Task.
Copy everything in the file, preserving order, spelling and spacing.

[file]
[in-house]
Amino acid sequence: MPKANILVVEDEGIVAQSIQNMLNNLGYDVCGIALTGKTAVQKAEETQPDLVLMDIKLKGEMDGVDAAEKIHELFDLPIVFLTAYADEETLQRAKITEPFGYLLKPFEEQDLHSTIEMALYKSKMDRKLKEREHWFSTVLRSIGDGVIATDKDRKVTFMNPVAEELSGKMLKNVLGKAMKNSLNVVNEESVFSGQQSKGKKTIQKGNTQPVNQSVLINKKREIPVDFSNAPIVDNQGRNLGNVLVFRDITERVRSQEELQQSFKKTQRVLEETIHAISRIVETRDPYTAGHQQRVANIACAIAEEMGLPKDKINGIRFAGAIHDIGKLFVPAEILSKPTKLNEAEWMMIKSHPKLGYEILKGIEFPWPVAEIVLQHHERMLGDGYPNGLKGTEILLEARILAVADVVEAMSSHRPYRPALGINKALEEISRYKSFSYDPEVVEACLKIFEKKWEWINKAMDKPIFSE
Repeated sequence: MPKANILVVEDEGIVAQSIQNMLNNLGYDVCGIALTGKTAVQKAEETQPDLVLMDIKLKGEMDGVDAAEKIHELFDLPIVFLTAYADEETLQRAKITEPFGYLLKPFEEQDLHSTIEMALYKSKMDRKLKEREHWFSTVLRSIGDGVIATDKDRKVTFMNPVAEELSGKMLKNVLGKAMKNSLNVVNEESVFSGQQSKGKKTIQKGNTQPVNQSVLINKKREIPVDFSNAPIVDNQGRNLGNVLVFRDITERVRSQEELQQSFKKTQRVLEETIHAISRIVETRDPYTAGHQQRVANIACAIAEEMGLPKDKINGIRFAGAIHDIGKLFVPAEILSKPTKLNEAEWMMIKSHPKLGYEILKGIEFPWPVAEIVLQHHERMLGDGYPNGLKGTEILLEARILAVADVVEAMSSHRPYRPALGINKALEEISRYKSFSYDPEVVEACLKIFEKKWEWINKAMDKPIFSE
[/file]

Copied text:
[in-house]
Amino acid sequence: MPKANILVVEDEGIVAQSIQNMLNNLGYDVCGIALTGKTAVQKAEETQPDLVLMDIKLKGEMDGVDAAEKIHELFDLPIVFLTAYADEETLQRAKITEPFGYLLKPFEEQDLHSTIEMALYKSKMDRKLKEREHWFSTVLRSIGDGVIATDKDRKVTFMNPVAEELSGKMLKNVLGKAMKNSLNVVNEESVFSGQQSKGKKTIQKGNTQPVNQSVLINKKREIPVDFSNAPIVDNQGRNLGNVLVFRDITERVRSQEELQQSFKKTQRVLEETIHAISRIVETRDPYTAGHQQRVANIACAIAEEMGLPKDKINGIRFAGAIHDIGKLFVPAEILSKPTKLNEAEWMMIKSHPKLGYEILKGIEFPWPVAEIVLQHHERMLGDGYPNGLKGTEILLEARILAVADVVEAMSSHRPYRPALGINKALEEISRYKSFSYDPEVVEACLKIFEKKWEWINKAMDKPIFSE
Repeated sequence: MPKANILVVEDEGIVAQSIQNMLNNLGYDVCGIALTGKTAVQKAEETQPDLVLMDIKLKGEMDGVDAAEKIHELFDLPIVFLTAYADEETLQRAKITEPFGYLLKPFEEQDLHSTIEMALYKSKMDRKLKEREHWFSTVLRSIGDGVIATDKDRKVTFMNPVAEELSGKMLKNVLGKAMKNSLNVVNEESVFSGQQSKGKKTIQKGNTQPVNQSVLINKKREIPVDFSNAPIVDNQGRNLGNVLVFRDITERVRSQEELQQSFKKTQRVLEETIHAISRIVETRDPYTAGHQQRVANIACAIAEEMGLPKDKINGIRFAGAIHDIGKLFVPAEILSKPTKLNEAEWMMIKSHPKLGYEILKGIEFPWPVAEIVLQHHERMLGDGYPNGLKGTEILLEARILAVADVVEAMSSHRPYRPALGINKALEEISRYKSFSYDPEVVEACLKIFEKKWEWINKAMDKPIFSE